According to experts, broadcasters will have to offer ordinary terrestrial viewers more with digital TV - more TV channels and services and a better viewing experience and image quality - than what they're currently receiving, in order for the millions of free-to-air TV households in South Africa to feel the need to pay R700 to R800 for a STB to  

Embarrassingly, South Africa will miss next month's global deadline of 17 June of the International Telecommunication Union (ITU) the country agreed to, to fully complete the expensive DTT switch and digital migration process and which takes about five years - and when all analogue TV signals are supposed to be switched off.

With several failed dates announced by the South African government which all came and went, the country hasn't even started the commercial switch-on period which will take a few years - a period known as "dual illumination".

Under "dual illumination" the new and additional digital TV signals are supposed to be broadcast in conjunction with the existing analogue signals to give consumers and viewers time to make the TV transition.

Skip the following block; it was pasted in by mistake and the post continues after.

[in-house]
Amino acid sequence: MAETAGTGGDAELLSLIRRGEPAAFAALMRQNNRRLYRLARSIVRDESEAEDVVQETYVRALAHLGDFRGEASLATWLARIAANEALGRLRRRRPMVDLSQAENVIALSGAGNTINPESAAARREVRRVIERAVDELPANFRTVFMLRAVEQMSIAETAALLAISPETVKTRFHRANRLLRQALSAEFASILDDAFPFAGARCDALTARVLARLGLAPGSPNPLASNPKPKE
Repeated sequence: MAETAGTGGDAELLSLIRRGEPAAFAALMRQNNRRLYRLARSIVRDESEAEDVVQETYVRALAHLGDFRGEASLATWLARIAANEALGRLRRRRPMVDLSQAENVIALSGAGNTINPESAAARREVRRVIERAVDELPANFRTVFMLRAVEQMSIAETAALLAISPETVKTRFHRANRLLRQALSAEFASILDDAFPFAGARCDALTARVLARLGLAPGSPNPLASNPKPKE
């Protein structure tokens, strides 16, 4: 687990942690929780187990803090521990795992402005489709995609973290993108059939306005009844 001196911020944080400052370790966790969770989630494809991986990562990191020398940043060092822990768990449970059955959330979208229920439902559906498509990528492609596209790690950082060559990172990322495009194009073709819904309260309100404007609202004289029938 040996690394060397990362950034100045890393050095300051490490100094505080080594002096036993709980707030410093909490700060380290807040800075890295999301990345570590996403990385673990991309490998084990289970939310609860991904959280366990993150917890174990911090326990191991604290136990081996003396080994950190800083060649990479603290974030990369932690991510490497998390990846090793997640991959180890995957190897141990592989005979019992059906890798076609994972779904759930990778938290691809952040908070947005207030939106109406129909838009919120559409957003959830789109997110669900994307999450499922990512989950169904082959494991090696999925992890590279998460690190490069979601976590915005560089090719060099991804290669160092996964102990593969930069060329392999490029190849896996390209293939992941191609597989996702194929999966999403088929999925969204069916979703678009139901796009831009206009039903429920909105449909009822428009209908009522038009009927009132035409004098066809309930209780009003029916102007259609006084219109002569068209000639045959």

While other African countries have already successfully completed the switch, South Africa's DTT process which will cost billions of rand has been mired in controversy for years, with ongoing embarrassing delays, in-fighting and protracted court cases.

South Africa's DTT process has largely lost sight of who it's really intended to be for and supposed to serve - the ordinary viewer who've been left out of the discussion with basically no public viewer participation.

Instead government has shifted DTT's focus to a "job creation" mechanism instead of a "viewing and content improvement" mechanism - one which has largely been hijacked by local manufacturers - themselves fractured with backstage squabbling over conflicting encryption issues and fighting for slices of the billion rand government tenders to produce digital TV boxes.  

Government inaction and ministerial bungling, multiple ill-informed communications ministers, an ill-equipped and slow-moving broadcasting regulator, the multiple re-issue of constantly changing digital broadcasting regulations and in-fighting over broadcasting standards and conditional access all contributed to the DTT derailment.

Add to it in-fighting between broadcasters, in-fighting between manufacturers over lucrative contracts, delays with manufacturing standards, in-fighting over access-control and encryption, and huge uncertainty over viewer and STB subsidies and distribution which have all contributed to the perfect, disastrous DTT storm that South Africa finds itself in.

While South Africa will miss next month's DTT switch-off date, the government has announced no new "official" switch-on date. It's also not clear how many additional TV channels and M-Net plan to launch with while both broadcasters have seen their originally allocated and available DTT spectrum systematically being reduced as the process drags on.